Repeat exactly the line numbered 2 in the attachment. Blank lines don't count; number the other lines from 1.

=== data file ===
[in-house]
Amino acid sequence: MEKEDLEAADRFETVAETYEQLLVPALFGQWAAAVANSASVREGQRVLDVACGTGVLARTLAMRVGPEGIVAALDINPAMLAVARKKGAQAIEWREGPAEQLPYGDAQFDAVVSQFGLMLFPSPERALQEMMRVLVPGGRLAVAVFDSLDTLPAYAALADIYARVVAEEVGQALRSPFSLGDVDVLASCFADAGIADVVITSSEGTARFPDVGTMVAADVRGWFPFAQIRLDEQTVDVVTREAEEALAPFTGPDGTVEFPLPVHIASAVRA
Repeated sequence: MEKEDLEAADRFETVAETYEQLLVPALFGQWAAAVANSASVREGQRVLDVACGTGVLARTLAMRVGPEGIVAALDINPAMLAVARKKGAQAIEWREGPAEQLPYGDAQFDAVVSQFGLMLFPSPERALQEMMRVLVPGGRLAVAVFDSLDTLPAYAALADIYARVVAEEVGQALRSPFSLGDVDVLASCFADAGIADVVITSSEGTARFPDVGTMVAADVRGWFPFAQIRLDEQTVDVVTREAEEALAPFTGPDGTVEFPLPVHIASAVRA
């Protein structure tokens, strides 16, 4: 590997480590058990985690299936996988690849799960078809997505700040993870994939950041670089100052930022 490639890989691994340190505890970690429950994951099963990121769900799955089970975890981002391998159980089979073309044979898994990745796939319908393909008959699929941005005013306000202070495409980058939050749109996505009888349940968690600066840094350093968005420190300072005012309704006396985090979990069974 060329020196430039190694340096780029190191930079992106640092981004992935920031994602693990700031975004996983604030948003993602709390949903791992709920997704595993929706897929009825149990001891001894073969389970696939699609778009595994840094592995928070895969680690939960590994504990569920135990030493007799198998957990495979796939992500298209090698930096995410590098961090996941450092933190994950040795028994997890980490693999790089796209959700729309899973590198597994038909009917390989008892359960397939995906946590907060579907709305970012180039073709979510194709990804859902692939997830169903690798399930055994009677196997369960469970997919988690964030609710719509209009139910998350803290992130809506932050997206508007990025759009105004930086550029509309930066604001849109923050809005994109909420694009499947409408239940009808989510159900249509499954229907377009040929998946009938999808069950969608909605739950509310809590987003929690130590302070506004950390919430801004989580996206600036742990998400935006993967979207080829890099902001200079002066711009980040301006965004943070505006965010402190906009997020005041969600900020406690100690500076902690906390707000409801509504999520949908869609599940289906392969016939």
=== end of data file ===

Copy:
Amino acid sequence: MEKEDLEAADRFETVAETYEQLLVPALFGQWAAAVANSASVREGQRVLDVACGTGVLARTLAMRVGPEGIVAALDINPAMLAVARKKGAQAIEWREGPAEQLPYGDAQFDAVVSQFGLMLFPSPERALQEMMRVLVPGGRLAVAVFDSLDTLPAYAALADIYARVVAEEVGQALRSPFSLGDVDVLASCFADAGIADVVITSSEGTARFPDVGTMVAADVRGWFPFAQIRLDEQTVDVVTREAEEALAPFTGPDGTVEFPLPVHIASAVRA